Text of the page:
Wednesday, January 30, 2008

Who Wove This?

An important aspect of my textile design education at RISD (which I am only now starting to appreciate) is the weaving had to have a purpose beyond being fun & satisfying. Before the industrial revolution, Handweaving was vital to civilization. Weavers & dyers were revered for their mastery. Now people are more likely to say “Do folks still do that?”

I know I come back to this question time and again. At RISD, we wove to design for the textile industry---not as an end in itself, wove to develop a design sense as a means to earn a living as a part of the huge textile industry. Now fabric production is removed from our sight and pretty much invisible and mysterious to the average person—like milk coming from cartons.

I’ll never forget the day back in the mid 60’s when my cousin Judy came by while I was weaving. She looked at the weaving, looked up at me, then back to the weaving and back at me—and in an incredulous voice, stammered, “This is…CLOTH!” I don’t think she ever realized until that very moment how cloth was created. And I don’t think she was unusual in this.

Even though I strayed from the beaten path---away from New York and industry---to become a studio weaver, my training at RISD haunted me for years. The weaving had to stand for something—had to mean something---exist beyond the finished product---had to support me---bring me fame and fortune (and I don’t know where this came from)---had to be useful, to boot. This is a mighty tall order for a scarf.

Over the years, I have come to realize weaving also has the power to heal a broken spirit and a broken heart. And in healing my spirit, I know the power of weaving to heal-- on many levels.


What you get out of weaving equals what you put into it.
So---What thoughts are you weaving into your cloth?
Do you weave with intention?
Why is it some days nothing seems to go right?
And other days it’s like someone else’s hands are throwing the shuttle.
When you cut a weaving off the loom, do you sometimes look at your weaving in amazement and think, “Who wove this?”

6 comments:

Laritza said...

You are so right! Some days I wonder if some one else came over. Some days I wonder how in the world can everything go bad all at once.

manic knitter said...

As a very newbie weaver, some of my thoughts are best not spoken aloud in polite company. But I've always wanted to weave and I love the intertwining of the threads, so like the needle-weaving I was already doing in my hardanger and hemstitching linenwork. I love to pat my work, feel the textures, see the colors developing. I know my friend, mentor and instructor, Evelyn, thinks I must be the slowest weaver in the world since I take so long to get thru a piece but it's because I'm kinda overwhelmed watching that pattern develop and enjoying the process. I think the days nothing goes right are just days needed to go off and re-assess if the project is wanting to be what I want or am I demanding something of materials they can't do, just like other things in life and this happens in all my other crafts, too. And it makes the sweet days that everything flows perfectly so much more sweeter. And yes, I always look at any item I've made that has turned out well-crafted and feel that awe of "who made this?"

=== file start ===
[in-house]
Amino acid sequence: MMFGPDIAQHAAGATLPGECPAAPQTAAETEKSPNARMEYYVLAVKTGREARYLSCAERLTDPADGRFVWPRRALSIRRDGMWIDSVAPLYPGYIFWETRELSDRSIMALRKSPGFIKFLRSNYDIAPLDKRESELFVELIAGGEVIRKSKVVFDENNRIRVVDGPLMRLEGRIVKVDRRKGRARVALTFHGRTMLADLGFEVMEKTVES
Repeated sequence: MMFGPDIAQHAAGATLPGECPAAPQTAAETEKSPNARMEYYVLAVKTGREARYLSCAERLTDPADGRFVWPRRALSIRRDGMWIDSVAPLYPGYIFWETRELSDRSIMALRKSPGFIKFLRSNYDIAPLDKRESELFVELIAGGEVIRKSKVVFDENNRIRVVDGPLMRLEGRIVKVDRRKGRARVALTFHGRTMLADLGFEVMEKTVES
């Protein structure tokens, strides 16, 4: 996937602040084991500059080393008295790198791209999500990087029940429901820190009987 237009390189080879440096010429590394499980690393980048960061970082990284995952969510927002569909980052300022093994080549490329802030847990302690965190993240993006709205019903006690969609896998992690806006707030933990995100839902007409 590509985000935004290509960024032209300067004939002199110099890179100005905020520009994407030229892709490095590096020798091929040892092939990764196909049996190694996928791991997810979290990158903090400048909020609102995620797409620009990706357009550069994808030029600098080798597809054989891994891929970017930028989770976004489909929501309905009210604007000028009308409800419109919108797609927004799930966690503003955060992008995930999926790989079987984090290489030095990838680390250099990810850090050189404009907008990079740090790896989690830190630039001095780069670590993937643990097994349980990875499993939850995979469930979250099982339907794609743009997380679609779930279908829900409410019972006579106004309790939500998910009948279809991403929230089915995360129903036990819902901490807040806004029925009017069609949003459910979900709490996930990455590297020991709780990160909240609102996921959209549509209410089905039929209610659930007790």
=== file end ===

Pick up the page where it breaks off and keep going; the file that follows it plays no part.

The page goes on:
Erin said...

Bonnie, check out my blog! I think you'll find something good there!

Meg in Nelson said...

Wow. I'd like my weaving to mean something beyond textile, (was that how you put it?) but when I'm weaving, all I can hope for is to beat evenly and get the selvedges straight. I think if anything is going to happen 'beyond' that, it gets built in at the designing stage.

Oh the other hand, the last few weeks have been a horror show in my studio that I'd like to think my body's been taken over by an incompetent nincompoop, but alas, I know it's me weaving, because I'm too much of a control freak to abdicate... control.

I guess that's how hard I find the technique of weaving. There's always more/new areas I can make mistakes in!

Powerful post, Bonnie. Food for thought.

penelope said...

I have come to weaving in just the last year. On finishing my first length from a table loom I had a unique feeling of accomplishment that greatly outshone feelings of achievement that I had had in the past, for enterprises that many others would perhaps consider far more accomplished. I recently made my first warp solo - an experience that had affinities with dance and painting for me, although I don't have the words right now to express quite how. It's been great to find your blog - I look forward to reading more.

Meg in Nelson said...

I keep coming back to this post. One of my New Year's Resolution this year was to think less and have fun... Happy 2009, Bonnie.